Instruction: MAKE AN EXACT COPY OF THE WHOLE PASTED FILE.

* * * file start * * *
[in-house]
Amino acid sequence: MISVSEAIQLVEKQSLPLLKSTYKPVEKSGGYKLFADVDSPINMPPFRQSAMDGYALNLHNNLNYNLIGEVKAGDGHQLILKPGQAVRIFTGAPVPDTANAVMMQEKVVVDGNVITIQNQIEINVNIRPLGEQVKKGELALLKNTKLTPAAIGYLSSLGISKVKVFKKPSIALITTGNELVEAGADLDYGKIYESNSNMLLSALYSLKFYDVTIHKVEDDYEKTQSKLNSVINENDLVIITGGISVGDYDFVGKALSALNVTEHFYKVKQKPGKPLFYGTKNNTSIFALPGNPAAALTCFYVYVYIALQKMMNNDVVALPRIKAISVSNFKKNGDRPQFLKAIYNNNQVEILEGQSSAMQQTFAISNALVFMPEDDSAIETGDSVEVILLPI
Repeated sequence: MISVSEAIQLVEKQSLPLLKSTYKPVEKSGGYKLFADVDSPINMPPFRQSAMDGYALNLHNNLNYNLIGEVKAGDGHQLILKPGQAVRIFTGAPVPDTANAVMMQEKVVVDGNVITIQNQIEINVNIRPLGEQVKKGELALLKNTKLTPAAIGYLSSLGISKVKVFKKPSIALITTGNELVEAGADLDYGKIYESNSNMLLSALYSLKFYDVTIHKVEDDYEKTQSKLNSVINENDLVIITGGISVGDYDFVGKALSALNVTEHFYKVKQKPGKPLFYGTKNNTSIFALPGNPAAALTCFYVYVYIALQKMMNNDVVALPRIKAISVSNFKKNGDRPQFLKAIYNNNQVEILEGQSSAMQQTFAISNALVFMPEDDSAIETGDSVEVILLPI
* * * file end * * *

[in-house]
Amino acid sequence: MISVSEAIQLVEKQSLPLLKSTYKPVEKSGGYKLFADVDSPINMPPFRQSAMDGYALNLHNNLNYNLIGEVKAGDGHQLILKPGQAVRIFTGAPVPDTANAVMMQEKVVVDGNVITIQNQIEINVNIRPLGEQVKKGELALLKNTKLTPAAIGYLSSLGISKVKVFKKPSIALITTGNELVEAGADLDYGKIYESNSNMLLSALYSLKFYDVTIHKVEDDYEKTQSKLNSVINENDLVIITGGISVGDYDFVGKALSALNVTEHFYKVKQKPGKPLFYGTKNNTSIFALPGNPAAALTCFYVYVYIALQKMMNNDVVALPRIKAISVSNFKKNGDRPQFLKAIYNNNQVEILEGQSSAMQQTFAISNALVFMPEDDSAIETGDSVEVILLPI
Repeated sequence: MISVSEAIQLVEKQSLPLLKSTYKPVEKSGGYKLFADVDSPINMPPFRQSAMDGYALNLHNNLNYNLIGEVKAGDGHQLILKPGQAVRIFTGAPVPDTANAVMMQEKVVVDGNVITIQNQIEINVNIRPLGEQVKKGELALLKNTKLTPAAIGYLSSLGISKVKVFKKPSIALITTGNELVEAGADLDYGKIYESNSNMLLSALYSLKFYDVTIHKVEDDYEKTQSKLNSVINENDLVIITGGISVGDYDFVGKALSALNVTEHFYKVKQKPGKPLFYGTKNNTSIFALPGNPAAALTCFYVYVYIALQKMMNNDVVALPRIKAISVSNFKKNGDRPQFLKAIYNNNQVEILEGQSSAMQQTFAISNALVFMPEDDSAIETGDSVEVILLPI